‘A medical desert’: Much-needed clinic opens in Montreal neighbourhood

Click to play video: 'Parc-Extension residents get new clinic'
Parc-Extension residents get new clinic
Residents of Parc-Extension now have a new clinic. It marks another step in addressing what advocates say is a serious lack of access to healthcare in the area. But as Global’s Phil Carpenter reports, even more resources are needed and the clinic faces challenges because of government policies – Apr 26, 2024

A building at the corner of Stuart and Ogilvy in Montreal’s Parc-Extension neighbourhood that once housed a funeral home has recently been given new life.

It’s now Novomed Clinic, meant to help fix a serious lack of access to health care in this part of the city.

“Parc-Extension is considered a medical desert,” medical director Dr. Jhanzaib Sherwani says. “It’s a very heavily populated area, 33,000 people in 1.6 square kilometres.”

Sherwani, who pushed for five years to get this clinic opened, says there’s a big lack of primary care, specialty care and urgent care medicine in Parc Ex. The problem, says Mary Deros, city councillor of Montreal’s Villeray–Saint-Michel–Parc-Extension, is too few medical facilities in the area and not enough doctors.

“I know of four doctors that have gone private, which means if you want to go see your family doctor, you’re going to pay $200,” she says.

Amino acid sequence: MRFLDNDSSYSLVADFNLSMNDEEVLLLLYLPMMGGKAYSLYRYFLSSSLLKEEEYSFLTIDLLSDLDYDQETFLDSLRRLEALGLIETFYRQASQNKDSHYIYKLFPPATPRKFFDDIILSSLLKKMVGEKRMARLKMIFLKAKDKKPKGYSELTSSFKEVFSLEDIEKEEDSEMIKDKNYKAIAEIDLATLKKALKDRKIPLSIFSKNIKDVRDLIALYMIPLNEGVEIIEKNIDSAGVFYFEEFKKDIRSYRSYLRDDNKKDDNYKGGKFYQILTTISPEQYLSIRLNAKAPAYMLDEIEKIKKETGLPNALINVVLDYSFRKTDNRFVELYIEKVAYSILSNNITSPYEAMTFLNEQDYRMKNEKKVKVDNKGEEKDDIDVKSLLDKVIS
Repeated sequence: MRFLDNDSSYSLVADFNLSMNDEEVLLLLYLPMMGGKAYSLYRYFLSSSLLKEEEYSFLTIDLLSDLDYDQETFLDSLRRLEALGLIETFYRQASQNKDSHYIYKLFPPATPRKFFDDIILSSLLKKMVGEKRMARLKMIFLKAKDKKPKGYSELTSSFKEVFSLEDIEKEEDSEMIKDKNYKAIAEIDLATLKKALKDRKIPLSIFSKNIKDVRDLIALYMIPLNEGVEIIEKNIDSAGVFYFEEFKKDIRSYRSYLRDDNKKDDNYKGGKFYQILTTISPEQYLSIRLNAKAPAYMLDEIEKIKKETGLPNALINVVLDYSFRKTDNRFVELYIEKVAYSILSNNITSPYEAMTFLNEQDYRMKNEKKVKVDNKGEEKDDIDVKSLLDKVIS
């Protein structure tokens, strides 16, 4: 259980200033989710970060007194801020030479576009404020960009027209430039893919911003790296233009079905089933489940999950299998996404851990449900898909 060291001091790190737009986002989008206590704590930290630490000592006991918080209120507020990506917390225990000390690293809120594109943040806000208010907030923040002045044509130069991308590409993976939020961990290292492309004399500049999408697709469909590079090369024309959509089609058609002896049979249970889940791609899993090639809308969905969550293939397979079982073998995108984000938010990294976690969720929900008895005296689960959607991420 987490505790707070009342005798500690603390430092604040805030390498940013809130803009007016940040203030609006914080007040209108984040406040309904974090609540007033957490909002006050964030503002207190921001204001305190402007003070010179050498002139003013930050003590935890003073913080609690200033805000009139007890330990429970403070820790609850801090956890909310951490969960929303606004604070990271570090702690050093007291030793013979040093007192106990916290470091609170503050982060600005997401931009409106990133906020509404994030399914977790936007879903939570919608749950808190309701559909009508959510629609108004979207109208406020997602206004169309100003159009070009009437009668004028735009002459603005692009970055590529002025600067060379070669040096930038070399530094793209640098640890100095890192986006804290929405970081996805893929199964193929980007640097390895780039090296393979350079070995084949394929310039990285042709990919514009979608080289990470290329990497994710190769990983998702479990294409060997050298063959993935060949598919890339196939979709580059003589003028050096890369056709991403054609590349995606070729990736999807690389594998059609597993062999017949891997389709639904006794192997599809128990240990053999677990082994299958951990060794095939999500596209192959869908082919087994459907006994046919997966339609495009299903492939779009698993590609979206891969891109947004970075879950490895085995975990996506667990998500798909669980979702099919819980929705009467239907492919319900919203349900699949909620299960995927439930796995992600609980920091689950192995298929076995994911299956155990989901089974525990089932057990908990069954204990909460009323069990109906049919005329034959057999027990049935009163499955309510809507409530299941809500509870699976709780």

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She adds that many others have retired.

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Sherwani also observes that the area is very ethnically diverse and not many physicians speak the language of the residents. On top of that, several people in the area are older and can’t travel to get to a hospital or health facility elsewhere.

“So, I find in the Parc-Extensions area there’s a lot of chronic diseases going unchecked, a lot of acute issues which are going undiagnosed,” he tells Global News.

His aim with this clinic: to plug some of those gaps. It started opening gradually last fall as construction wrapped up. Services include urgent care, family medicine, perinatal care and specialty medicine. So far they have six doctors: a neurologist, a dermatologist and four family doctors.

Included among the family physicians is Dr. Vitushaa Panchadcharam, who speaks five languages and got her licence last year.

“We do have a long list of patients who are waiting to join this clinic,” she says. “We are taking exclusively off of the (provincial) waiting list, and so patients who are on the wait-list have now some hope.”

Panchadcharam alone has registered nearly 900 patients but says they are having problems recruiting doctors because of how provincial licences are issued.

“We don’t have enough licences to practise that are being allocated to newly minted doctors working in the area,” she points out, explaining that the number of physicians determines how many patients they can serve, which in turn determines whether the clinic meets the threshold to get funding from the health board to hire more support staff.

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Sherwani is optimistic, however, since the facility fills a vital need to save lives. A ceremony to mark to clinic’s official opening will be held May 5, once all construction has been completed.


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